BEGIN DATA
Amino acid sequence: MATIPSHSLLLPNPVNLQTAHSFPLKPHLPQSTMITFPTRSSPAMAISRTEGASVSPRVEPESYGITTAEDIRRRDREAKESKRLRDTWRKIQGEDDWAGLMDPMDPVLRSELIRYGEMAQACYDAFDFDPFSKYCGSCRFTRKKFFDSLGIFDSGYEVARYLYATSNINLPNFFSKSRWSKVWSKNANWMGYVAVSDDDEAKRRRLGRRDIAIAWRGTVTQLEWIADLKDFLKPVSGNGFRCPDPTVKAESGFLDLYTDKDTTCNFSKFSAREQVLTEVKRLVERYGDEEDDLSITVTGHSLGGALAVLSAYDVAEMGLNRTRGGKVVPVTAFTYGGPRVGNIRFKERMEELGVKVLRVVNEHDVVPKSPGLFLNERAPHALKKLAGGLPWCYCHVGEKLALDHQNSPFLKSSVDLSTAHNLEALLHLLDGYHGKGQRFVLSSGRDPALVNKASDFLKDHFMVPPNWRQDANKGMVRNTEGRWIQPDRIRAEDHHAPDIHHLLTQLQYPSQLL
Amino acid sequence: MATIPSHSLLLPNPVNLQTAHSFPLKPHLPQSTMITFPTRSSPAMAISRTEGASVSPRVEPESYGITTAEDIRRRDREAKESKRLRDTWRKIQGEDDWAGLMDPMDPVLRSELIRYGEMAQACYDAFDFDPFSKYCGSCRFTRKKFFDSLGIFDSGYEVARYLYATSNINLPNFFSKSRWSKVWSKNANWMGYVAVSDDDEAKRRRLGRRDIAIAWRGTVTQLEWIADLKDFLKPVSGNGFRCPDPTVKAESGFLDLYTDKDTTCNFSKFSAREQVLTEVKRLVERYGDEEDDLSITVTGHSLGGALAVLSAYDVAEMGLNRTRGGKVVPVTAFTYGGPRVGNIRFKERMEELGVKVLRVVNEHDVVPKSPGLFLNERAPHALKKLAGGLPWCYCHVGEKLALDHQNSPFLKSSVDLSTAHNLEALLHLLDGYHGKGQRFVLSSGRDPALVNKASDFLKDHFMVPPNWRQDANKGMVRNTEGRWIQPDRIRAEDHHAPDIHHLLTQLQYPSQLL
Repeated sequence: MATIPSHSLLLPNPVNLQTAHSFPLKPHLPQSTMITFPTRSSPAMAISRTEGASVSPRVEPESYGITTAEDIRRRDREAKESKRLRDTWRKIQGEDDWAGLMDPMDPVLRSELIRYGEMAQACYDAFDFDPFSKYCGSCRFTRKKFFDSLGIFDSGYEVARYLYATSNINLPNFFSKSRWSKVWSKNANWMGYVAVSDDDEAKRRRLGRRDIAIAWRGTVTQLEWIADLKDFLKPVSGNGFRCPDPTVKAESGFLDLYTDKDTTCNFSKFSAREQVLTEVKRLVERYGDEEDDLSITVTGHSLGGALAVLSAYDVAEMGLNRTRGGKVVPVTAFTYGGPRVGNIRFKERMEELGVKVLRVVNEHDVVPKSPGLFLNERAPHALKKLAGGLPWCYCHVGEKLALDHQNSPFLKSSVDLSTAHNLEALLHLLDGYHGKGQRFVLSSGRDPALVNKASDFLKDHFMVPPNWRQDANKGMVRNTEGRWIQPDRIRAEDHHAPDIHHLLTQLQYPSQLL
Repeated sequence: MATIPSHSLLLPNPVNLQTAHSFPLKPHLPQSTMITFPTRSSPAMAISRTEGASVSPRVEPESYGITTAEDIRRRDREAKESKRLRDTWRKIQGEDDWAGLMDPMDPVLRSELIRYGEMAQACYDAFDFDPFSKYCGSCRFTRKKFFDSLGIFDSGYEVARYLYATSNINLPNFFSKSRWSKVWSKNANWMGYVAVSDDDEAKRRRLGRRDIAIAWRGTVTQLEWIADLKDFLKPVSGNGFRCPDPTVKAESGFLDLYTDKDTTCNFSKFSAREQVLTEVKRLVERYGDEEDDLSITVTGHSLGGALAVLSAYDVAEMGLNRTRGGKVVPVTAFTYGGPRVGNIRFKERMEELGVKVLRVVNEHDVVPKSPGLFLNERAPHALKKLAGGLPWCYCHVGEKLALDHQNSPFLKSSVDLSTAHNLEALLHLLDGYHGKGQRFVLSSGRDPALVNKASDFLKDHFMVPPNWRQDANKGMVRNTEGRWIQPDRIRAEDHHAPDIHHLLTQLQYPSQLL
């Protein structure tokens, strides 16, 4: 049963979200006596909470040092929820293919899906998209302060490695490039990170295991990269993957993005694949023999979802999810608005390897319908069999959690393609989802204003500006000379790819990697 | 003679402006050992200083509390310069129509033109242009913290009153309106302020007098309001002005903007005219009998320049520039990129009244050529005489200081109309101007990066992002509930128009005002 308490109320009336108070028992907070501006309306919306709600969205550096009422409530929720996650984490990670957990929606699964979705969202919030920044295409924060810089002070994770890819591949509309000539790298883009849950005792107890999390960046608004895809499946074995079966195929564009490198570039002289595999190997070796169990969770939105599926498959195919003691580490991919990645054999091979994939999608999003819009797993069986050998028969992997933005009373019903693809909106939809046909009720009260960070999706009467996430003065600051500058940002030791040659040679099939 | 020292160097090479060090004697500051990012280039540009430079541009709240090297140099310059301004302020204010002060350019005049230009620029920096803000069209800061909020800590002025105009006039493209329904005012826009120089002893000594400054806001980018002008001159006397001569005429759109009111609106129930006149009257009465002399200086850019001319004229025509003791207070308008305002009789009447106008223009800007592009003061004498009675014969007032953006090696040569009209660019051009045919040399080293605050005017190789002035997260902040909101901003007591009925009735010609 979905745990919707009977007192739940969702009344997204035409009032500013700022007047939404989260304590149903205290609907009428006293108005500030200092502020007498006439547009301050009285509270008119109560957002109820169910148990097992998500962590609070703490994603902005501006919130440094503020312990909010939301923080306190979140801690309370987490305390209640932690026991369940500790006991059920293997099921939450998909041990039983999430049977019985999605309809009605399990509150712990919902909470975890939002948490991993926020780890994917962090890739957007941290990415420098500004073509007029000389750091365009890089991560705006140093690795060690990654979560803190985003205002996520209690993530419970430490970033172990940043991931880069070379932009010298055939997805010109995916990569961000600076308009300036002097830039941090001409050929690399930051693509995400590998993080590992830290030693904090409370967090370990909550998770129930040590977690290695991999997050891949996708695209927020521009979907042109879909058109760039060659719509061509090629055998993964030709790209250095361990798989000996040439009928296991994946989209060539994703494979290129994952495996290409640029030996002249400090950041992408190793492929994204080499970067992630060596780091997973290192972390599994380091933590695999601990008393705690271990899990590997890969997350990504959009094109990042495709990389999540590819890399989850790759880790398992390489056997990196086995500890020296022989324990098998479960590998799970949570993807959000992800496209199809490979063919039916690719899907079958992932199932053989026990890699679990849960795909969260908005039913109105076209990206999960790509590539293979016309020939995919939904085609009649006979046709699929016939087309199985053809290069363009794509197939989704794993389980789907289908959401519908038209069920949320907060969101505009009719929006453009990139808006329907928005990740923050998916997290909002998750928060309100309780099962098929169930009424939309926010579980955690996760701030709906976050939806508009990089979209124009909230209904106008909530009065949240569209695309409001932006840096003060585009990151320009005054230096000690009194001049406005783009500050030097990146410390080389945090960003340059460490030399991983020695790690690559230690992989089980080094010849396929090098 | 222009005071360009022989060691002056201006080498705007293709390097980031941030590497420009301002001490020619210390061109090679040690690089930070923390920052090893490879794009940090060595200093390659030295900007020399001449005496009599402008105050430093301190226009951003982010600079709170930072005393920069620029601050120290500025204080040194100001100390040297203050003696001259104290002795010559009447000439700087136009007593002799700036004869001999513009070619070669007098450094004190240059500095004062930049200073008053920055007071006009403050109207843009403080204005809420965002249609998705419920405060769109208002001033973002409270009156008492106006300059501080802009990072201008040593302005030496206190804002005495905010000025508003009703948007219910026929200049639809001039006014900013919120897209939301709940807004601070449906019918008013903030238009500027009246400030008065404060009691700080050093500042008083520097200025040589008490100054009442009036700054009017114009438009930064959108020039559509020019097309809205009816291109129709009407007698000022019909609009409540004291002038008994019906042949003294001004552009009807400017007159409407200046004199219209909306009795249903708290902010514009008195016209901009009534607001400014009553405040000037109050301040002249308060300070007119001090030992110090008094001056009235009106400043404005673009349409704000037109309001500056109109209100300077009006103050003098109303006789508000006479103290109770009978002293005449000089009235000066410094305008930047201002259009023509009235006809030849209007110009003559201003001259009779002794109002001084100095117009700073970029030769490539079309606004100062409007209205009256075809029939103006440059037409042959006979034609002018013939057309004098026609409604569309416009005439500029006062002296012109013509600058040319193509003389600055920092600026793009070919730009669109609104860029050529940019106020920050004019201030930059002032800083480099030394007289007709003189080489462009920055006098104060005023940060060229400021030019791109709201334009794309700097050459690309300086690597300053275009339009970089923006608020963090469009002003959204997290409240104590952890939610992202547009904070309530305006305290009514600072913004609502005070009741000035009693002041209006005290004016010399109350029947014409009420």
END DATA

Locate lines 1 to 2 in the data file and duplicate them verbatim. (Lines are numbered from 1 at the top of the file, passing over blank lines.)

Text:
Amino acid sequence: MATIPSHSLLLPNPVNLQTAHSFPLKPHLPQSTMITFPTRSSPAMAISRTEGASVSPRVEPESYGITTAEDIRRRDREAKESKRLRDTWRKIQGEDDWAGLMDPMDPVLRSELIRYGEMAQACYDAFDFDPFSKYCGSCRFTRKKFFDSLGIFDSGYEVARYLYATSNINLPNFFSKSRWSKVWSKNANWMGYVAVSDDDEAKRRRLGRRDIAIAWRGTVTQLEWIADLKDFLKPVSGNGFRCPDPTVKAESGFLDLYTDKDTTCNFSKFSAREQVLTEVKRLVERYGDEEDDLSITVTGHSLGGALAVLSAYDVAEMGLNRTRGGKVVPVTAFTYGGPRVGNIRFKERMEELGVKVLRVVNEHDVVPKSPGLFLNERAPHALKKLAGGLPWCYCHVGEKLALDHQNSPFLKSSVDLSTAHNLEALLHLLDGYHGKGQRFVLSSGRDPALVNKASDFLKDHFMVPPNWRQDANKGMVRNTEGRWIQPDRIRAEDHHAPDIHHLLTQLQYPSQLL
Amino acid sequence: MATIPSHSLLLPNPVNLQTAHSFPLKPHLPQSTMITFPTRSSPAMAISRTEGASVSPRVEPESYGITTAEDIRRRDREAKESKRLRDTWRKIQGEDDWAGLMDPMDPVLRSELIRYGEMAQACYDAFDFDPFSKYCGSCRFTRKKFFDSLGIFDSGYEVARYLYATSNINLPNFFSKSRWSKVWSKNANWMGYVAVSDDDEAKRRRLGRRDIAIAWRGTVTQLEWIADLKDFLKPVSGNGFRCPDPTVKAESGFLDLYTDKDTTCNFSKFSAREQVLTEVKRLVERYGDEEDDLSITVTGHSLGGALAVLSAYDVAEMGLNRTRGGKVVPVTAFTYGGPRVGNIRFKERMEELGVKVLRVVNEHDVVPKSPGLFLNERAPHALKKLAGGLPWCYCHVGEKLALDHQNSPFLKSSVDLSTAHNLEALLHLLDGYHGKGQRFVLSSGRDPALVNKASDFLKDHFMVPPNWRQDANKGMVRNTEGRWIQPDRIRAEDHHAPDIHHLLTQLQYPSQLL